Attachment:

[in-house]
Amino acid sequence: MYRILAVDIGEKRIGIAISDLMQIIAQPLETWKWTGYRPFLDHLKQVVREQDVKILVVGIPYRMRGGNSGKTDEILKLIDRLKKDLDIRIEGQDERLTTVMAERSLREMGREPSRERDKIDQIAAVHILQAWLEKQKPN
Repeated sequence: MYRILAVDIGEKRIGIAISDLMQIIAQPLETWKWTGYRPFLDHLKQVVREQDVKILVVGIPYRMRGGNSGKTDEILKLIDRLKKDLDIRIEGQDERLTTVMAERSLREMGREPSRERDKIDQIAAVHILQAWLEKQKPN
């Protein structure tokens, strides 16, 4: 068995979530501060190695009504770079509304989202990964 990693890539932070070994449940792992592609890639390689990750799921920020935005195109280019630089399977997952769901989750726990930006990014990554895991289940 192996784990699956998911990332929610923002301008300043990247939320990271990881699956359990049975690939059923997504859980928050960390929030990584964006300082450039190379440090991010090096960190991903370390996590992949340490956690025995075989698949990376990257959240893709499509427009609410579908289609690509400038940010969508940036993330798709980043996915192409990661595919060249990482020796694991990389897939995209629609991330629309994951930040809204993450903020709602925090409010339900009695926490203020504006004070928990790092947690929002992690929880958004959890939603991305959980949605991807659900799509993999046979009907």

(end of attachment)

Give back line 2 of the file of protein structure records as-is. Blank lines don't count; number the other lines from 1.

Amino acid sequence: MYRILAVDIGEKRIGIAISDLMQIIAQPLETWKWTGYRPFLDHLKQVVREQDVKILVVGIPYRMRGGNSGKTDEILKLIDRLKKDLDIRIEGQDERLTTVMAERSLREMGREPSRERDKIDQIAAVHILQAWLEKQKPN